Garrison Keillor, as fans of National Public Radio's "A Prairie Home Companion" know, possesses a wonderfully inventive imagination. Every Saturday night ("live from the World Theatre in downtown St. Paul") Keillor emcees an uproariously eclectic musical variety show, delighting a million listeners with his stories, songs and warmly humorous monologues.

Especially popular are his accounts of life in mythical Lake Woebegon, Minn., the home of -- among others -- Bertha's Kitty Boutique, Ralph's Pretty Good Grocery, and the Statue of the Unknown Norwegian. Keillor's creation is a "Spoon River Anthology" with laughs. Lots of them.

But Keillor is no cracker-barrel humorist getting off folksy knee-slappers. His humor is cerebral and complex, a blend of romance and nostalgia; it sparklingly parodies the American (and human) condition. He's also a writer of considerable talent. And though none of his 27 essays and stories (all but three originally appeared in the The New Yorker) concern Lake Woebegon, that shouldn't stop Keillor's fans, or strangers to his work, from enjoying this book.

Away from the microphone, Keillor has more room to develop similar satiric themes and subjects. These, because he's a moralist at heart, focus on the cliche's, media hype and psychobabble permeating American society.

Whatever happened, for instance, to institutions like weddings and buses? In "Your Wedding and You," Keillor's thoroughly pop "Reverend Bob" describes the New Wedding as "Feeling good. Being yourself. Being okay . . . Al and Tammy . . . sharing a commitment to challenge and excitement, were married in 6.12 seconds in Al's Supercharged Funny Car, with a minister on her lap and four bridesmaids on the floor (a new track record)."

And buses? Keillor's Transit Commission-cum-Esalen brochure explains that they're "moving towards a new idea of transit as an experience unto itself, of transit as pure movement. The mystique of transit." It asks, "Why take the first bus that comes along when a bus full of folks who share your interests is coming along a moment or two later? The Book Bus . . . The Senior Bus . . . Ethnic Minority Buses with drivers in colorful native dress. Encounter Buses with probing participants who demand honesty, who will stop the bus and sit there and wait for you to come clean."

Keillor's humor has been called "Upper Midwest," but this label imposes no geographic limitation. Rather, it means his images and perspectives are distinctly American, drawn from its heartland. And this is what makes Keillor so appealing: his extraordinary sensitivity to American voices and icons. His stories and satires glow with a sense of time and place.

He captures the ambiance of a small-town radio station in 1927 (Keillor's only 39), for example, by describing those who sought stardom: "Whistling Jim Wheeler and His All-Boy Band, Elsie and Johnny, 'Ice Cream' Cohen, Norma Neilsen and Fargo Bill, the Orphan Girls Quartet . . . the child elocutionists, yodelers, mandolin bands, gospel-singing families, people who did barnyard sounds and train imitations, and dozens of Autoharp players, all of whom had to be refused, some of them repeatedly."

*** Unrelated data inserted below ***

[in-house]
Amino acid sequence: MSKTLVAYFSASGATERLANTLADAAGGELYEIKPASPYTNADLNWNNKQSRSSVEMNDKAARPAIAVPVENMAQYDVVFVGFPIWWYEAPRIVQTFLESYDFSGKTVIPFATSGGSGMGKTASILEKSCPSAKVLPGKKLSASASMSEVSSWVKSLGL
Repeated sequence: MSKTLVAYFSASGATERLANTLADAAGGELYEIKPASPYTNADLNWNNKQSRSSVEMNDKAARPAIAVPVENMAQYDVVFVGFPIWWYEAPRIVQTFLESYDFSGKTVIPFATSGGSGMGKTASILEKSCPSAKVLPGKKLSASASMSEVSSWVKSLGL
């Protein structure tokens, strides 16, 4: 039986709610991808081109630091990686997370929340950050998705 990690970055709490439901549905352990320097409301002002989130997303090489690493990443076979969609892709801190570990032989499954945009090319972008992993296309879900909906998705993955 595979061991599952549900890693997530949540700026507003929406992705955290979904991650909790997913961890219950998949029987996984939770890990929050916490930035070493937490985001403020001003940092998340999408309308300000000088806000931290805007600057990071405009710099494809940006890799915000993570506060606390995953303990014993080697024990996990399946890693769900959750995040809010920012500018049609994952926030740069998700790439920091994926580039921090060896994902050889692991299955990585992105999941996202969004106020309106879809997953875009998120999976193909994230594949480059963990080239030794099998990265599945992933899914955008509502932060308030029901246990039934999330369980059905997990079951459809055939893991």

In "Plainfolks," 12th graders, a' la "Foxfire," seek folk wisdom in their vapid suburb. "Their first real attempt at communication with the older generation" finds them interviewing Dave, who teaches them to blow smoke rings ("It can't really be taught . . . Either you've got it or you don't") and Don, a model railroader who has plans to include in his room-sized 17/64-inch scale layout "high density housing in revitalized inner-city neighborhoods, with industrial nodes shielded by greenways."

And in "The People's Shopper," a takeoff on co-op newsletters, "People's Meats" offers an interim solution for would-be vegetarians: "all of our meat comes from animals who were unable to care for themselves any longer."

Much of "Happy to Be Here" will make you laugh out loud. But several of Keillor's stories are poignant narratives. "The Drunkard's Sunday" is the troubling account of a man's dissolution; "Drowning 1954," Keillor's gentle reminiscense of growing up in a Minneapolis suburb. And in one of his best stories, the narrator is a retired conductor lamenting the loss of The Prairie Queen, "The Jewel of the Plains," a magnificent train destroyed by greed and politics:

"They say she hit the curve at 80 -- some say 100 -- and her wheels screamed as she jumped the track. She dug a double furrow three feet deep in the ground, and flew from the high bank of the Red River . . . and they say on a quiet day if you put your head underwater you can still hear the slow tolling of her bell rocked by the current and the groaning of her joints as she sinks ever deeper in the mud."

Garrison Keillor's fans think he's one of the best things to happen to radio since the transistor. This book should earn him an even bigger audience of listeners and readers.